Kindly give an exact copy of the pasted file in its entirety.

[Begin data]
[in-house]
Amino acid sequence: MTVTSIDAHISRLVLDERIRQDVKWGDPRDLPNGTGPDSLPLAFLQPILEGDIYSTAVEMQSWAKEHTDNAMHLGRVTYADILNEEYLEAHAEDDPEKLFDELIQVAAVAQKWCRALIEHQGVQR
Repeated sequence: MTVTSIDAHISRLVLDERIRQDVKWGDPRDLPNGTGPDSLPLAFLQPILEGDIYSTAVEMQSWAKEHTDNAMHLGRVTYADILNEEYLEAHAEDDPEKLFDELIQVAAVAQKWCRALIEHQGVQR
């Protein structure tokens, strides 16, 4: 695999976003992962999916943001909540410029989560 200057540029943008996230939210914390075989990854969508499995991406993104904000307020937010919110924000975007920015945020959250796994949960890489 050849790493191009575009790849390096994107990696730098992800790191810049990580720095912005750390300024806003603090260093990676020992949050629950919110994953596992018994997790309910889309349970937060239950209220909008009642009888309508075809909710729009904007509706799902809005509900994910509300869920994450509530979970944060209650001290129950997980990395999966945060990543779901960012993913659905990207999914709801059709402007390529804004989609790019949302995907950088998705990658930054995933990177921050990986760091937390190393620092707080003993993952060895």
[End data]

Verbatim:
[in-house]
Amino acid sequence: MTVTSIDAHISRLVLDERIRQDVKWGDPRDLPNGTGPDSLPLAFLQPILEGDIYSTAVEMQSWAKEHTDNAMHLGRVTYADILNEEYLEAHAEDDPEKLFDELIQVAAVAQKWCRALIEHQGVQR
Repeated sequence: MTVTSIDAHISRLVLDERIRQDVKWGDPRDLPNGTGPDSLPLAFLQPILEGDIYSTAVEMQSWAKEHTDNAMHLGRVTYADILNEEYLEAHAEDDPEKLFDELIQVAAVAQKWCRALIEHQGVQR
């Protein structure tokens, strides 16, 4: 695999976003992962999916943001909540410029989560 200057540029943008996230939210914390075989990854969508499995991406993104904000307020937010919110924000975007920015945020959250796994949960890489 050849790493191009575009790849390096994107990696730098992800790191810049990580720095912005750390300024806003603090260093990676020992949050629950919110994953596992018994997790309910889309349970937060239950209220909008009642009888309508075809909710729009904007509706799902809005509900994910509300869920994450509530979970944060209650001290129950997980990395999966945060990543779901960012993913659905990207999914709801059709402007390529804004989609790019949302995907950088998705990658930054995933990177921050990986760091937390190393620092707080003993993952060895």